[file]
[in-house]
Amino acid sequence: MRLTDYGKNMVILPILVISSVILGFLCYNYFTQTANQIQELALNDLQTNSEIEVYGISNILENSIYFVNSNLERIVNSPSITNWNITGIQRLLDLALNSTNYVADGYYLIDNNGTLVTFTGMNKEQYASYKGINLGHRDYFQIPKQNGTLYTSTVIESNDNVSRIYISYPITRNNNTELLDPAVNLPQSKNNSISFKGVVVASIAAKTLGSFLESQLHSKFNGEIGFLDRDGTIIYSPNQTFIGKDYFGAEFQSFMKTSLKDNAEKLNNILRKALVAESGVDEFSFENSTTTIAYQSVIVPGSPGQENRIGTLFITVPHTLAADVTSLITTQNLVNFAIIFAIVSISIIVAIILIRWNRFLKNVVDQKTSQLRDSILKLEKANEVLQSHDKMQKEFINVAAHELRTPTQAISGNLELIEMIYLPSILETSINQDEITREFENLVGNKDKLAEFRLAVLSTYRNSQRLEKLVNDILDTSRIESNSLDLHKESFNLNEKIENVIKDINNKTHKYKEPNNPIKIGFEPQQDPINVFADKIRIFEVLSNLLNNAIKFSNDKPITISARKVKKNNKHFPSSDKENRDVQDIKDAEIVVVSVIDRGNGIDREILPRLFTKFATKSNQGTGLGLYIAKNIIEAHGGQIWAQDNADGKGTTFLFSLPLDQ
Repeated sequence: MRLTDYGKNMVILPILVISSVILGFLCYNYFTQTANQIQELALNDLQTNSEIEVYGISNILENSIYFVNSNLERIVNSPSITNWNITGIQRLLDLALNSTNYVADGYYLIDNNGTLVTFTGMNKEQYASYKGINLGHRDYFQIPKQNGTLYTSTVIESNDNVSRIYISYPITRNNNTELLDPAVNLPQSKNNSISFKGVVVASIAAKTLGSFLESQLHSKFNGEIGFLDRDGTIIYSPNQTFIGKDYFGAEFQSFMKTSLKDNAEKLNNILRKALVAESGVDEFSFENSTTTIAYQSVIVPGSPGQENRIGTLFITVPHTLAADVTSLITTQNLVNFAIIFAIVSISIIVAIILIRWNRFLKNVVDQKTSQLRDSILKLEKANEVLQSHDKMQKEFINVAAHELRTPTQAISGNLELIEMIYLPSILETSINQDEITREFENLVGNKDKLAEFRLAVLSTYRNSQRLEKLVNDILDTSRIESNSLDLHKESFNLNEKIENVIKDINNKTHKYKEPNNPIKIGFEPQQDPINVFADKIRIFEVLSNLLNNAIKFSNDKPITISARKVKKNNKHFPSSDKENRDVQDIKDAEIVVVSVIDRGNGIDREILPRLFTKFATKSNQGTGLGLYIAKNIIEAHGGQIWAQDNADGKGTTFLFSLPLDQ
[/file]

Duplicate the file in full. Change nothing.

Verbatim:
[in-house]
Amino acid sequence: MRLTDYGKNMVILPILVISSVILGFLCYNYFTQTANQIQELALNDLQTNSEIEVYGISNILENSIYFVNSNLERIVNSPSITNWNITGIQRLLDLALNSTNYVADGYYLIDNNGTLVTFTGMNKEQYASYKGINLGHRDYFQIPKQNGTLYTSTVIESNDNVSRIYISYPITRNNNTELLDPAVNLPQSKNNSISFKGVVVASIAAKTLGSFLESQLHSKFNGEIGFLDRDGTIIYSPNQTFIGKDYFGAEFQSFMKTSLKDNAEKLNNILRKALVAESGVDEFSFENSTTTIAYQSVIVPGSPGQENRIGTLFITVPHTLAADVTSLITTQNLVNFAIIFAIVSISIIVAIILIRWNRFLKNVVDQKTSQLRDSILKLEKANEVLQSHDKMQKEFINVAAHELRTPTQAISGNLELIEMIYLPSILETSINQDEITREFENLVGNKDKLAEFRLAVLSTYRNSQRLEKLVNDILDTSRIESNSLDLHKESFNLNEKIENVIKDINNKTHKYKEPNNPIKIGFEPQQDPINVFADKIRIFEVLSNLLNNAIKFSNDKPITISARKVKKNNKHFPSSDKENRDVQDIKDAEIVVVSVIDRGNGIDREILPRLFTKFATKSNQGTGLGLYIAKNIIEAHGGQIWAQDNADGKGTTFLFSLPLDQ
Repeated sequence: MRLTDYGKNMVILPILVISSVILGFLCYNYFTQTANQIQELALNDLQTNSEIEVYGISNILENSIYFVNSNLERIVNSPSITNWNITGIQRLLDLALNSTNYVADGYYLIDNNGTLVTFTGMNKEQYASYKGINLGHRDYFQIPKQNGTLYTSTVIESNDNVSRIYISYPITRNNNTELLDPAVNLPQSKNNSISFKGVVVASIAAKTLGSFLESQLHSKFNGEIGFLDRDGTIIYSPNQTFIGKDYFGAEFQSFMKTSLKDNAEKLNNILRKALVAESGVDEFSFENSTTTIAYQSVIVPGSPGQENRIGTLFITVPHTLAADVTSLITTQNLVNFAIIFAIVSISIIVAIILIRWNRFLKNVVDQKTSQLRDSILKLEKANEVLQSHDKMQKEFINVAAHELRTPTQAISGNLELIEMIYLPSILETSINQDEITREFENLVGNKDKLAEFRLAVLSTYRNSQRLEKLVNDILDTSRIESNSLDLHKESFNLNEKIENVIKDINNKTHKYKEPNNPIKIGFEPQQDPINVFADKIRIFEVLSNLLNNAIKFSNDKPITISARKVKKNNKHFPSSDKENRDVQDIKDAEIVVVSVIDRGNGIDREILPRLFTKFATKSNQGTGLGLYIAKNIIEAHGGQIWAQDNADGKGTTFLFSLPLDQ